Judge Neil Gorsuch is worthy successor to Justice Antonin Scalia. He is an advocate of originalism who writes well enough to persuade the public and has the intellectual heft to engage the academy. But there is one way in which he differs sharply from Scalia. He is no fan of the Chevron doctrine, which directs judges to defer to agency interpretations of statutes so long as they are reasonable even if the interpretations are not the best. Given that much of modern law is administrative law and so much of our current democratic deficit is due to the administrative state, this is an important difference.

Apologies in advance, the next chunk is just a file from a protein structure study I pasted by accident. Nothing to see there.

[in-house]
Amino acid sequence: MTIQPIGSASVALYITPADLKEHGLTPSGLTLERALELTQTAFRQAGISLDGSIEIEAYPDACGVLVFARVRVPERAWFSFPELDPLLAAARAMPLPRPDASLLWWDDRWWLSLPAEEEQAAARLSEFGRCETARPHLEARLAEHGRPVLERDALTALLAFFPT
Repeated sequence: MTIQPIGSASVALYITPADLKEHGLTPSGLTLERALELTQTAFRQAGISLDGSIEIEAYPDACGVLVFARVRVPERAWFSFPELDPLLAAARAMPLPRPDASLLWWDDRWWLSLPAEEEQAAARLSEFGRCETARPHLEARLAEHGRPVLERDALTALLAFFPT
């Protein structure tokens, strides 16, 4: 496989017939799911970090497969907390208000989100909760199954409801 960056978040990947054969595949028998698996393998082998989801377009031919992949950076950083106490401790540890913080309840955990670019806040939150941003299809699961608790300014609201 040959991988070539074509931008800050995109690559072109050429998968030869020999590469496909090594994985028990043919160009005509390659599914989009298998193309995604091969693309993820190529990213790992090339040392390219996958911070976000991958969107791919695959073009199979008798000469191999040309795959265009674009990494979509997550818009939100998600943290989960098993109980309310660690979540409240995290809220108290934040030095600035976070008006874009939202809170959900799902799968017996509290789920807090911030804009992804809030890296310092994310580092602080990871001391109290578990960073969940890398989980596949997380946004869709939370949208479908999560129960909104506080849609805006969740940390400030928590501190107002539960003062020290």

And it is a difference that reveals something about President Donald Trump, about the changing nature of modern legal conservativism, and about the internal tension of the Democratic opposition to Gorsuch.
A common criticism of President Trump is that he is an authoritarian executive. But he has chosen to nominate a judge who is on the record against giving deference to interpretation of statutes by heads of executive agencies. Gorsuch opposes an important doctrine that would protect the administration’s authority.